June 2012: Bayou Boogaloo Cajun Festival (Disaster), 
Fun at the Beach & Fathers Day, First Family Camping Trip (Disaster)

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So for our first Disaster of the month, I thought that this year I would go to the Cajun Festival by myself.  I made this decision because I'm really the only one in the family who likes this festival.  My dream was to go there and pig-out on all the yummy Cajun food I love and watch Zydeco bands for a few hours.

I took the train so I wouldn't have to pay for parking, I got there early so I wouldn't have to pay admission 
and I did NOT bring the umbrella that I was looking at in the car before I got out to get on the train at the station.

I arrived at the festival just in time to get in free.  I ate a crawfish étouffée potpie, which was small but yummy.  As I ate it, a light rain started.

I bought a full serving of the regular crawfish étouffée and rice, that I love, and it started to rain harder so I moved into the beer tent.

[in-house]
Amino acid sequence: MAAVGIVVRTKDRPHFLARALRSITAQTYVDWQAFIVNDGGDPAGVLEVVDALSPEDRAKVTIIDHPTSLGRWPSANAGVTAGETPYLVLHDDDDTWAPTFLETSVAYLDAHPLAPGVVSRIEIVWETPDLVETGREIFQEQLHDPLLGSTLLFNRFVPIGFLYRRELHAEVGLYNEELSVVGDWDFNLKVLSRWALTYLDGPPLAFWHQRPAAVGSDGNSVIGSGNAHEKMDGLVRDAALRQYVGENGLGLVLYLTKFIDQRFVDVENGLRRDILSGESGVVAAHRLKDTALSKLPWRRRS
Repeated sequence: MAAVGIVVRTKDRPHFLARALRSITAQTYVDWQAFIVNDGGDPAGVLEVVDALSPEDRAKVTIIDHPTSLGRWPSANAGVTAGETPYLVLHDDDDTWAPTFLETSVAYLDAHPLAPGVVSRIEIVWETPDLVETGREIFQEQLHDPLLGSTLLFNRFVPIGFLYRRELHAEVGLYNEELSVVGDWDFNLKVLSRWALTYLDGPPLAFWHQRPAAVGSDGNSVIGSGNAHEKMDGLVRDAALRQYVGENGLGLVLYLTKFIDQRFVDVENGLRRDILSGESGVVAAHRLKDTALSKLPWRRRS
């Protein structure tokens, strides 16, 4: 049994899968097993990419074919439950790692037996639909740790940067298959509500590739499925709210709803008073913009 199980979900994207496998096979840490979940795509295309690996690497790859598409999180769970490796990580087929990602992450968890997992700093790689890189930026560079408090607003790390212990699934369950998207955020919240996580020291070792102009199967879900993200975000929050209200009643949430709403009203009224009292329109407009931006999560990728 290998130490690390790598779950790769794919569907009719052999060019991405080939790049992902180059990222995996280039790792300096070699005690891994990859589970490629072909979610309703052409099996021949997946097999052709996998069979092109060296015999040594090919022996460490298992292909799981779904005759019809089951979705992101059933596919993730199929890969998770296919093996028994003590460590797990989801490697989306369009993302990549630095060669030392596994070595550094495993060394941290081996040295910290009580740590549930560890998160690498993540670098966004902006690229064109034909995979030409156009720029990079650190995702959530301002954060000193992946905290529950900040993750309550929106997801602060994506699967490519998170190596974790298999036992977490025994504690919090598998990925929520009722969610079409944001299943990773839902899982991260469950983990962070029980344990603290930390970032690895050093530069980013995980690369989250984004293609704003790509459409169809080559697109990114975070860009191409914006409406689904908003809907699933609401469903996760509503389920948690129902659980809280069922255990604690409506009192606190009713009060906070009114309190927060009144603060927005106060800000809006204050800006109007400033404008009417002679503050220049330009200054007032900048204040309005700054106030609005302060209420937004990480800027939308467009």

Then a huge storm came and sat on top of us for about 90 minutes.  Vendor tents were blown down.  The rain wafted and soaked into the beer tent as the small crowd of "survivors" moved ever-closer to the center of the tent.  Eventually the police declared the festival canceled for the day and kicked us all out of the tent and the park.


But there was no way I was leaving without eating some steamed crawfish.  I heard, through the gossip grapevine in the beer tent, that the guys in this red tent in the background were gonna cook one more batch for some rich guy who parked his boat at the marina and paid them an extra $100.  So I made my way over to the tent full of Cajun guys and made friends!  They let me hang out with them, eat all the left over food they were gonna throw away, and I got me a whole mess-a crawfish.  So, in a way it worked out fine.  Better than expected even.